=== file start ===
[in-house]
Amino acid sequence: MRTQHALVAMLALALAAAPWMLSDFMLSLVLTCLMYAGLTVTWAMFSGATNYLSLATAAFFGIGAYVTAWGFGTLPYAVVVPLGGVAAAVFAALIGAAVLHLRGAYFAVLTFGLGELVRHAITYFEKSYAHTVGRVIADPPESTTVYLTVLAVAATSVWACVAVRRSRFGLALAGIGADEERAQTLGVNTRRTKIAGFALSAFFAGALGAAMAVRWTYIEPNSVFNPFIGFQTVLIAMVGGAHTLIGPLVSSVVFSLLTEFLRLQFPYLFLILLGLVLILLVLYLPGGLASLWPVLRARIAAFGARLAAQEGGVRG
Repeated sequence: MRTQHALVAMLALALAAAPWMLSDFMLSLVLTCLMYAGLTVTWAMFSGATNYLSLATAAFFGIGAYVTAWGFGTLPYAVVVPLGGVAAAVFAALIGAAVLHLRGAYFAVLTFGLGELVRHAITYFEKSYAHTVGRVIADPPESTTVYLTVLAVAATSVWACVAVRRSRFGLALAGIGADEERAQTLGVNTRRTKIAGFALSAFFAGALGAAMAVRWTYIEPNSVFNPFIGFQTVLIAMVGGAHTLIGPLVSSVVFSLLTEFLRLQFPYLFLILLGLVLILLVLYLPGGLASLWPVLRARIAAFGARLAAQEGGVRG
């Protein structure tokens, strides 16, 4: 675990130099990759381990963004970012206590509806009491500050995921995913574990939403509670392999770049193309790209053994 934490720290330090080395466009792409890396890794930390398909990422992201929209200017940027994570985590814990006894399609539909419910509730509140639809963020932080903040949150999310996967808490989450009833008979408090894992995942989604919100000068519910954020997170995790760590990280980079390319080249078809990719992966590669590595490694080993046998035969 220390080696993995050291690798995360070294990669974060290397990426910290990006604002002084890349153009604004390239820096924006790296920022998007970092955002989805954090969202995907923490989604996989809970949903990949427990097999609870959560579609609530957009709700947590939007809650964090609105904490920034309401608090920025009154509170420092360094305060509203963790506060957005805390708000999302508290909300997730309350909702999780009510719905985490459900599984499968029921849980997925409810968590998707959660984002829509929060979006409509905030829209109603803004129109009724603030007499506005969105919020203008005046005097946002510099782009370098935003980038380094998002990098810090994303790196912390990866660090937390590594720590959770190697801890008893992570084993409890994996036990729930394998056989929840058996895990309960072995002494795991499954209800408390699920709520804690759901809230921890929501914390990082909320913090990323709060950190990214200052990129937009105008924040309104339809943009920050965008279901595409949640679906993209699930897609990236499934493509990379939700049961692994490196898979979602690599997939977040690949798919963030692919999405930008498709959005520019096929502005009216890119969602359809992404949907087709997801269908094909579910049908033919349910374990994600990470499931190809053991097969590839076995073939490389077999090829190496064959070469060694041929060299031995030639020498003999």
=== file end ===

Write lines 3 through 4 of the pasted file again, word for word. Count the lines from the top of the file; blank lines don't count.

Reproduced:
Repeated sequence: MRTQHALVAMLALALAAAPWMLSDFMLSLVLTCLMYAGLTVTWAMFSGATNYLSLATAAFFGIGAYVTAWGFGTLPYAVVVPLGGVAAAVFAALIGAAVLHLRGAYFAVLTFGLGELVRHAITYFEKSYAHTVGRVIADPPESTTVYLTVLAVAATSVWACVAVRRSRFGLALAGIGADEERAQTLGVNTRRTKIAGFALSAFFAGALGAAMAVRWTYIEPNSVFNPFIGFQTVLIAMVGGAHTLIGPLVSSVVFSLLTEFLRLQFPYLFLILLGLVLILLVLYLPGGLASLWPVLRARIAAFGARLAAQEGGVRG
């Protein structure tokens, strides 16, 4: 675990130099990759381990963004970012206590509806009491500050995921995913574990939403509670392999770049193309790209053994 934490720290330090080395466009792409890396890794930390398909990422992201929209200017940027994570985590814990006894399609539909419910509730509140639809963020932080903040949150999310996967808490989450009833008979408090894992995942989604919100000068519910954020997170995790760590990280980079390319080249078809990719992966590669590595490694080993046998035969 220390080696993995050291690798995360070294990669974060290397990426910290990006604002002084890349153009604004390239820096924006790296920022998007970092955002989805954090969202995907923490989604996989809970949903990949427990097999609870959560579609609530957009709700947590939007809650964090609105904490920034309401608090920025009154509170420092360094305060509203963790506060957005805390708000999302508290909300997730309350909702999780009510719905985490459900599984499968029921849980997925409810968590998707959660984002829509929060979006409509905030829209109603803004129109009724603030007499506005969105919020203008005046005097946002510099782009370098935003980038380094998002990098810090994303790196912390990866660090937390590594720590959770190697801890008893992570084993409890994996036990729930394998056989929840058996895990309960072995002494795991499954209800408390699920709520804690759901809230921890929501914390990082909320913090990323709060950190990214200052990129937009105008924040309104339809943009920050965008279901595409949640679906993209699930897609990236499934493509990379939700049961692994490196898979979602690599997939977040690949798919963030692919999405930008498709959005520019096929502005009216890119969602359809992404949907087709997801269908094909579910049908033919349910374990994600990470499931190809053991097969590839076995073939490389077999090829190496064959070469060694041929060299031995030639020498003999």